The Cookie Machine - Click here to drag window

DUMMY TEXT - Real text set in assets/js/theCookieMachine.js

Views: 778β€…    Votes:  5β€…    βœ… Solution
Tags: software-recommendation   performance   conky  
Link: πŸ” See Original Answer on Ask Ubuntu πŸ”—

Title: Is there some way that I can see performance in Ubuntu?
ID: /2017/07/02/Is-there-some-way-that-I-can-see-performance-in-Ubuntu_
Created: July 2, 2017    Edited:  July 3, 2017
Upload: November 24, 2022    Layout:  post
TOC: false    Navigation:  false    Copy to clipboard:  false

The Windows architecture is built around a central database called β€œthe Registry” which overtime as programs are added and deleted becomes insanely large and the system bogs down. As such every few years many users find deleting Windows and reinstalling it along with all currently used programs makes things seem 2 to 10 times faster.

Within Linux there is no Registry, and such performance penalties aren’t suffered. Hence there is no need for a program like IObit Advanced Systemcare.

If your web browser slows down in Windows or in Linux (or Mac for that matter) because of too many extensions, Google and Firefox have methods of dealing with that differently.

The annoying malware pop-ups you find in Windows web browsers do not seem to occur (to me at least) with Linux web browsers. Free programs you download in Windows often come with embedded pop-up advertising malware that slows down your system. In Ubuntu almost everything is free and designed to be downloaded via sudo apt-get install, instead of via the web browser.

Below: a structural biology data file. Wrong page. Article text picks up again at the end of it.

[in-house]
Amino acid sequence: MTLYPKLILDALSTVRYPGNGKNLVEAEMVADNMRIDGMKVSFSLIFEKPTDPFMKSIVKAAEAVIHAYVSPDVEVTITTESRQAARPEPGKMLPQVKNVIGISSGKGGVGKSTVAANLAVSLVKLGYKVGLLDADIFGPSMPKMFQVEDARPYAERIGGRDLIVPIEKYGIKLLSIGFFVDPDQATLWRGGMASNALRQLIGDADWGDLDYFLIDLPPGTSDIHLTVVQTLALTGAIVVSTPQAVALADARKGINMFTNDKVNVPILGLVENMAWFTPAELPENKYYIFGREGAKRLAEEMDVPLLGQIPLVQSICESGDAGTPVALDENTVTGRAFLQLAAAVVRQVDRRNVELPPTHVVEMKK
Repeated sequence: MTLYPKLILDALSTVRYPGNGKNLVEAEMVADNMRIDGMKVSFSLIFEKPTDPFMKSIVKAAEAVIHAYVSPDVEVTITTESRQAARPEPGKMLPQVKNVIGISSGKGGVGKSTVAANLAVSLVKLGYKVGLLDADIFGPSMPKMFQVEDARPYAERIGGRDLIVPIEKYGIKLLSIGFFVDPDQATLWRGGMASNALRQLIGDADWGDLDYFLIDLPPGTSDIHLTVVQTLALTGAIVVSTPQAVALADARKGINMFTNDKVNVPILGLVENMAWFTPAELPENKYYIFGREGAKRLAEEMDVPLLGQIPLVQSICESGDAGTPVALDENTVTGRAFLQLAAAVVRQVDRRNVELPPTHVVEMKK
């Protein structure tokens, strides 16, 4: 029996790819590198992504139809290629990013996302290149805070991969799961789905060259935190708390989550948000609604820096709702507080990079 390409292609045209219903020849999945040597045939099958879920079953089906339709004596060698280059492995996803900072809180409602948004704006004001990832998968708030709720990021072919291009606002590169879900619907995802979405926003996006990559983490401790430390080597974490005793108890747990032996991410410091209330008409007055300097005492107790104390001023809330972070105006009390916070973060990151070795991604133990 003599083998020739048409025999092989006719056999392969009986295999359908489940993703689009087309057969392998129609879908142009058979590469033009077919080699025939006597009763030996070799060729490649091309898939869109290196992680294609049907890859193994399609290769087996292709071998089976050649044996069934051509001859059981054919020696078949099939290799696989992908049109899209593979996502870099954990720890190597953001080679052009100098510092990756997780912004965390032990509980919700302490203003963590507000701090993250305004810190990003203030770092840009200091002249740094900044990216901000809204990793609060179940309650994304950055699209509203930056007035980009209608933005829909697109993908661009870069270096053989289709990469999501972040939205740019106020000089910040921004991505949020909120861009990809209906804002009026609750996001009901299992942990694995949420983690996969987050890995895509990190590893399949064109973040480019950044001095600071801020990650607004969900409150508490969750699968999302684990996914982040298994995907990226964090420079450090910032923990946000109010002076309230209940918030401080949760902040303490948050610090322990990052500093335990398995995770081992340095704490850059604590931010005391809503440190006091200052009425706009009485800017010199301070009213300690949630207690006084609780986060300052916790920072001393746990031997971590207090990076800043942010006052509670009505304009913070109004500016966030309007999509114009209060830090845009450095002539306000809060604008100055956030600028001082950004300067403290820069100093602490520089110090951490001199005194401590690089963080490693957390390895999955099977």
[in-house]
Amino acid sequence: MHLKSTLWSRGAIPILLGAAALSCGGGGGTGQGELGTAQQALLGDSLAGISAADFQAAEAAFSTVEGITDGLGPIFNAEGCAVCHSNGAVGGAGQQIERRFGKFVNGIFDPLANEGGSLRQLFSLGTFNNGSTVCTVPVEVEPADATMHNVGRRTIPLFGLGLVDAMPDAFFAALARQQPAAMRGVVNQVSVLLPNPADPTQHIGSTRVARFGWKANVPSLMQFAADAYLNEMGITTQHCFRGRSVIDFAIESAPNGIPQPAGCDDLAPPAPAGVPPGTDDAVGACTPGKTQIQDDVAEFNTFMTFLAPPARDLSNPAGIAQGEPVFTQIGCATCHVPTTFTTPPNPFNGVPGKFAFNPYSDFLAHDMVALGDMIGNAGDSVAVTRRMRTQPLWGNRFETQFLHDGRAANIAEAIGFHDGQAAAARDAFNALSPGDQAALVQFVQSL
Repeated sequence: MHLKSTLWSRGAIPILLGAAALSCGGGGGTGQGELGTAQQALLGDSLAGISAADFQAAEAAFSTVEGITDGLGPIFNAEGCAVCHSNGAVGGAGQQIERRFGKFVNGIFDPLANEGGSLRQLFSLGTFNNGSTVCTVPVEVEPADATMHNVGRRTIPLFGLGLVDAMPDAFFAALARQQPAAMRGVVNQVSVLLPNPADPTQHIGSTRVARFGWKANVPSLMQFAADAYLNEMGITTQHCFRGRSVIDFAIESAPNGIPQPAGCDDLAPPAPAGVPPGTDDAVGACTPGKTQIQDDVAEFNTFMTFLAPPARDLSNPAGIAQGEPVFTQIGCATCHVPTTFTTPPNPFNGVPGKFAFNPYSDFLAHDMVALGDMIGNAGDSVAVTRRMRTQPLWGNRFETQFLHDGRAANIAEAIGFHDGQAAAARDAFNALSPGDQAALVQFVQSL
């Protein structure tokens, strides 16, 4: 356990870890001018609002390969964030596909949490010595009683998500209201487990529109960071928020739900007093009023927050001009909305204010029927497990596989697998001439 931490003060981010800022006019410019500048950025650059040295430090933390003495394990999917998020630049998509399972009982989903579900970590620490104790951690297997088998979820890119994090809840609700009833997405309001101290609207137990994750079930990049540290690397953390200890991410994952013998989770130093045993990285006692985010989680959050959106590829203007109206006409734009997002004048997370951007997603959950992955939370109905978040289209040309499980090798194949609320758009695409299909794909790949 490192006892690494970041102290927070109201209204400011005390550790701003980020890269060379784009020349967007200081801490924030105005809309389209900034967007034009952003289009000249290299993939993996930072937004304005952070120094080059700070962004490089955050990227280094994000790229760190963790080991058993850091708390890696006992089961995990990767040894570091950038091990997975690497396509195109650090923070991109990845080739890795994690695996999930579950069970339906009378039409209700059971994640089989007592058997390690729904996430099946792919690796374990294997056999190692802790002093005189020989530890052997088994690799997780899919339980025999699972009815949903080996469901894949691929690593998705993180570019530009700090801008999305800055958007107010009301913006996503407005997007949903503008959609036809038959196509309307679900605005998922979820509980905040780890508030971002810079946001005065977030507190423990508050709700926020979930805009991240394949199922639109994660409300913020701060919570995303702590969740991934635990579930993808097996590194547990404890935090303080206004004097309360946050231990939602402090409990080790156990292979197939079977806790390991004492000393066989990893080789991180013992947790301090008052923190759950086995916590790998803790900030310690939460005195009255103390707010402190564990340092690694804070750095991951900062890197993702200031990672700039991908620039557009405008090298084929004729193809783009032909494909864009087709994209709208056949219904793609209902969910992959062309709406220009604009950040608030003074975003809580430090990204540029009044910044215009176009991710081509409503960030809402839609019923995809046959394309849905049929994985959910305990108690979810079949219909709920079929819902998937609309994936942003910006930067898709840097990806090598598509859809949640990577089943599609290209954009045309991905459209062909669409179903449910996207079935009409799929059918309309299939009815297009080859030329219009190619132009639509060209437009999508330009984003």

Like any other system, if you have limited RAM, buying more RAM will speed up Linux. Also if you have an HDD (hard disk drive), spending $100+ on an SSD (solid state dive) will speed things up tremendously.

Your question body is primarily about speeding up the system however your question title is about monitoring system performance. To monitory the system I personally like to use conky but other people have their own preferences.

Here is what my Conky display looks like:


When the image first starts you see what operation looks like under low load. The CPU’s have low percentage utilization ~6%. The CPU speed is low ~1300 Mhz.

After opening Google Chrome (with 10 tabs) CPU utilization spikes up across all 8 CPUs to ~40% and the CPU speed jumps to maximum of 3400 Mhz.

Below the CPU information the names of the 10 top CPU consuming programs (processes) appear on my Conky display. Below that are displayed the amount of RAM used (26%) and amount of disk space (really an SSD) used (73%). Below that (but cut off from this picture) it shows the amount of ISP gigabytes consumed for the month. This helps prevent over billing.

If you would like to learn more about Conky I recommend this site: Post your .conkyrc files w/ screenshots

If you are looking for off-the-shelf system performance monitoring tools in general here is one thread: What can replace system monitoring in the top Gnome Panel in Unity?

You will find other system monitoring tools recommended in Ask Ubuntu if you do a search.

Hope this helps.

⇧ Who is Bastien? How can the Petya Ransomware virus affect Linux users?  β‡©